“Make me one with everything”
There’s a hole in the massage table where my face rests. I wrap my belongings in my shirt and place them directly beneath me so I can keep an eye on them and prevent any monkey business (there has never been any monkey business). An hour later I put my shirt back on and there’s a big wet spot. Yep, I fell asleep and drooled all over my shirt. This summarizes my Vietnam experience: dreamy, luxurious, slow and easy, relaxed and stress free. We didn’t do anything approaching excitement. We fell for the packaged tours and packed on a few pounds while embracing our inner tourists. I am so happy to be a passenger. All the responsibility falls on someone else’s shoulders and I can just stare out the window. I am little more than a lens recording my own voyeurism through the filter of my biased experiences. Your results may differ.
|Egg pizza and pajamas|
“So I Sold The Camper And Strapped On A Backpack”
Endless hot water, no low hanging cables or tree branches waiting to ruin my day. Tires, filters, leaks, maintenance – Ha! What are those? My biggest concern now is that my zipper doesn’t break on a travel day. Too easy mate.
We drove from Brasil back to our friends’ house in Buenos Aires and left Elsie in the capable hands of Diego and Ana to sell on my behalf. That trip ended. Aleja and I flew back to our respective nations to spend 2 months with family & friends.
In case you’ve just discovered this blog… I traded in my keel for 4 tires and a camper, and after 4+ years I sold the camper in South America. Now we are backpackers in South East Asia. Or for those conspiracy fans amongst you… We’ve changed sound stages on the Hollywood lot. Spanish got replaced with some tonal alien screaming, the back drops have all been rebuilt to reflect the vastly different architecture of this side of the world, and the food went from high cholesterol to super healthy.
|Last chopper out of Saigon 1975|
Saigon / AKA: Ho Chi Min City
We spent a week acclimating. It took Aleja 6 days in transit to arrive here. That’s the difference in our ages. She loved her day long lay overs in Mallorca, Hamburg and Bangkok. It sounded like misery to me sleeping in airports for a week but she’s a rock. We ate snails, guzzled gallons of cold beer and drank the world’s best coffee. We liked HCM and gave it 2 thumbs up. Then we got conned into going south
|I found the building 45 years later|
The original plan was to go to the Mekong Delta and live on a boat for 4 days. Ha! I’m glad we shortened that to 2 days in a hotel. The truth is you need exactly 2 hours in an early morning boat to catch the golden hour of light at sunrise and then get the hell out of that tourist trap. There were more tourist boats then vendor boats. It was tourists taking pictures of tourists, or more accurately: tourists trying to take pictures without other tourists in the frame. There was a lot of cropping going on. In fact, that might be a good question to ask of anyone returning from a trip to see if you might want to go there: “Did you have to crop a lot of your pix”? We got stuck there for 2 days. Great street food. We managed to have soup only once per day.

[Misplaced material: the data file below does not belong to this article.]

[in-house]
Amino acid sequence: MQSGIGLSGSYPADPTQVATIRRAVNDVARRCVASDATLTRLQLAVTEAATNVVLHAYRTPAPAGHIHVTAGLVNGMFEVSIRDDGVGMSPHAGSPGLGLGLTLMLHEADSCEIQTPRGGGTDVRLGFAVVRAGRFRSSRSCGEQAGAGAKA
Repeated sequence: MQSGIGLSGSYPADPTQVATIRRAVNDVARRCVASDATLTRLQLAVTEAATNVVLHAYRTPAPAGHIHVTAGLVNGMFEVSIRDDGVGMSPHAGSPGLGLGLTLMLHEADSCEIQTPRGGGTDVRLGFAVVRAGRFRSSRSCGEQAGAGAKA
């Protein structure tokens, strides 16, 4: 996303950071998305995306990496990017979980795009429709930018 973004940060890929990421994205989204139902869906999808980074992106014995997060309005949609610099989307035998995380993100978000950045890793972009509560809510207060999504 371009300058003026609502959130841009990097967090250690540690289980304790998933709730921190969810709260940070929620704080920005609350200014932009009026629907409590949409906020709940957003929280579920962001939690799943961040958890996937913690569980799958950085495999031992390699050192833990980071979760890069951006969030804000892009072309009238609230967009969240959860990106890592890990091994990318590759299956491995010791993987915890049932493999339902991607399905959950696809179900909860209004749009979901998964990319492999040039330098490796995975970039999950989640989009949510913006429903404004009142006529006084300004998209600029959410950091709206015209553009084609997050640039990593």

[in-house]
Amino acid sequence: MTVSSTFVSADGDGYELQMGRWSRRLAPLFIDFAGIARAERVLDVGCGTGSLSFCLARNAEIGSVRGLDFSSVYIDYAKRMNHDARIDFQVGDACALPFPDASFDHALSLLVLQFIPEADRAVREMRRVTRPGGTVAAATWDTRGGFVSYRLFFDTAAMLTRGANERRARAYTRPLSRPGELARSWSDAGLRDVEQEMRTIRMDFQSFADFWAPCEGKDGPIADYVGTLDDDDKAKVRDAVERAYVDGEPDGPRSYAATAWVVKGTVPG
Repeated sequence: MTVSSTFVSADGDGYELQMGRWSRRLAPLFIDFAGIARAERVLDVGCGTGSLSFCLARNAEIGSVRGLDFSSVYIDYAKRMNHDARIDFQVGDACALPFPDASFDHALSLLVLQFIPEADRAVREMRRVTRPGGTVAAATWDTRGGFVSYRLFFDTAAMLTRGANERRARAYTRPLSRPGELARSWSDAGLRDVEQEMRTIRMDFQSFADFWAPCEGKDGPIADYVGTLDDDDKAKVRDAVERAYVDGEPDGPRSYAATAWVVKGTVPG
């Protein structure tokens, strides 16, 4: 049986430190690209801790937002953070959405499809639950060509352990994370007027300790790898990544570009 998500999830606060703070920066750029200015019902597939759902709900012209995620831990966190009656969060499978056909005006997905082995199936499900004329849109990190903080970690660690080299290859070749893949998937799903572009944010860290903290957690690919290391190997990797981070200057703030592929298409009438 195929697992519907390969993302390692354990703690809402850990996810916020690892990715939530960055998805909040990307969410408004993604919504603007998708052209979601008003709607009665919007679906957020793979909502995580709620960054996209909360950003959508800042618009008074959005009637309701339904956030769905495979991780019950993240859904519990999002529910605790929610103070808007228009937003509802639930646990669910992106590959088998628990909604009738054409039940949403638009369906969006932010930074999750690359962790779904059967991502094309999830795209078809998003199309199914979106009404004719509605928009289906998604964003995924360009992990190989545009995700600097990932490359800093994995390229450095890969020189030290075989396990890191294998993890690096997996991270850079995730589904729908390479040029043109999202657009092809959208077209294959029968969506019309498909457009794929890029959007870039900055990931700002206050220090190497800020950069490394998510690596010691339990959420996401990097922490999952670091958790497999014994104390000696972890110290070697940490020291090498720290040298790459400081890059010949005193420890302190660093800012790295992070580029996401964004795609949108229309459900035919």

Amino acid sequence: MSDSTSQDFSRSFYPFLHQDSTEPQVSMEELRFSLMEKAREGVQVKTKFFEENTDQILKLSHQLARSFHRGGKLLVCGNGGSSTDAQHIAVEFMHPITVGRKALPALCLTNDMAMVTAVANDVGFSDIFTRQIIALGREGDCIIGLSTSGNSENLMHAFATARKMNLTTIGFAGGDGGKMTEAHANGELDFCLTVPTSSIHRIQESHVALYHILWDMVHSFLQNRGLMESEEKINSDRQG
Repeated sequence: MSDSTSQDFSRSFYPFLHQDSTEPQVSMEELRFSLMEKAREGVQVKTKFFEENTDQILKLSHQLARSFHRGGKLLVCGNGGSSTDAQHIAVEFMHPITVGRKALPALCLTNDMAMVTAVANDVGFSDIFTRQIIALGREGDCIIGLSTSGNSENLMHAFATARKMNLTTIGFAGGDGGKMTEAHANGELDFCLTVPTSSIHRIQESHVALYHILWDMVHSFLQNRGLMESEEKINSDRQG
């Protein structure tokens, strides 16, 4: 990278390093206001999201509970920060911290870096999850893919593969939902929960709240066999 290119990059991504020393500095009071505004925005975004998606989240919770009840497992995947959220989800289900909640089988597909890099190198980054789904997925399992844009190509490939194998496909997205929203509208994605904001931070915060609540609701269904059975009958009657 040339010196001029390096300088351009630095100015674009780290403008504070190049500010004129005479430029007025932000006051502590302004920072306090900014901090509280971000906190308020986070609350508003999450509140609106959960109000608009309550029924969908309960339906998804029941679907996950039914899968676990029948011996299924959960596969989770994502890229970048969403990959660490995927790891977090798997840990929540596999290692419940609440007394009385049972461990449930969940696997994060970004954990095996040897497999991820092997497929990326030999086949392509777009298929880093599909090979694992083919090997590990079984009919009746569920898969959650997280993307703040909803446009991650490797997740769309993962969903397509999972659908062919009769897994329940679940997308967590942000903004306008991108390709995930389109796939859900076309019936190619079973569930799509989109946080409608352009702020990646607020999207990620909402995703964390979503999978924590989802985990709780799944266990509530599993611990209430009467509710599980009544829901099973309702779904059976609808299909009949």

Vietnam - The Menu
The coffee is abundant & fantastic and the food is even better, but good luck trying to buy both in the same place. Cafes usually don’t sell food, and restaurants usually don’t sell coffee. They are either silly capitalists or very generous with their neighbors for voluntarily losing market share. We ate everything and were damn proud of ourselves. If you don’t gag once a week you aren’t pushing your boundaries, and you should be.
One popular question for our first week: “Are you hungry? What kind of soup do you want?”
If an alien beamed down to the planet and had to report back a brief summary this would be the synopsis: “It's a soup based pajama culture. Visually it looks like they are on the brink of a countrywide sleep over and we believe many of them don’t feel well, hence the abundance of soup.” We ate a lot of soup. It was good. I like soup.
We loved Vietnam so much that we volunteered to create taglines for their chamber of commerce. Here’s a few we came up with:
• Vietnam – Where every meal is soup!
• Vietnam – Eat all you want and still lose weight with delicious food & dysentery
• Vietnam – With coffee this strong you can finally quit meth!
It is, however, impossible to get a dry napkin. Every napkin offered is actually a wet baby wipe. What if you just need something absorbent to get the soup off your face? And it’s mostly soup, most of the time. Did we cover that?
|I ate more snails then you ever could|
They always want to show you an “autograph book” with testimonials from their past clients about how great everything was, but what the savvy tourist looks for is how many pages have been torn out of that book. The few derogatory entries that are clever enough to slip past the censors make for some humorous reading: “She promised a long trip and it lived up to her promise. I’m sure glad she included the noodle factory as part of the tour.”
|War as tourism|
Then we went north to Dalat for some higher elevation coffee plantation relaxation. We essentially snuggled in bed for a week only donning our ponchos and umbrellas to go out doors for a meal in the wet downpour. It literally rained 23 hours per day every day but one. We sang karaoke and spent a lot of time indoors.
Vietnam The Sequel When We Return
This concludes part one for the Vietnamese dispatch. I’ll be posting part 2 in a week.
Your man on point,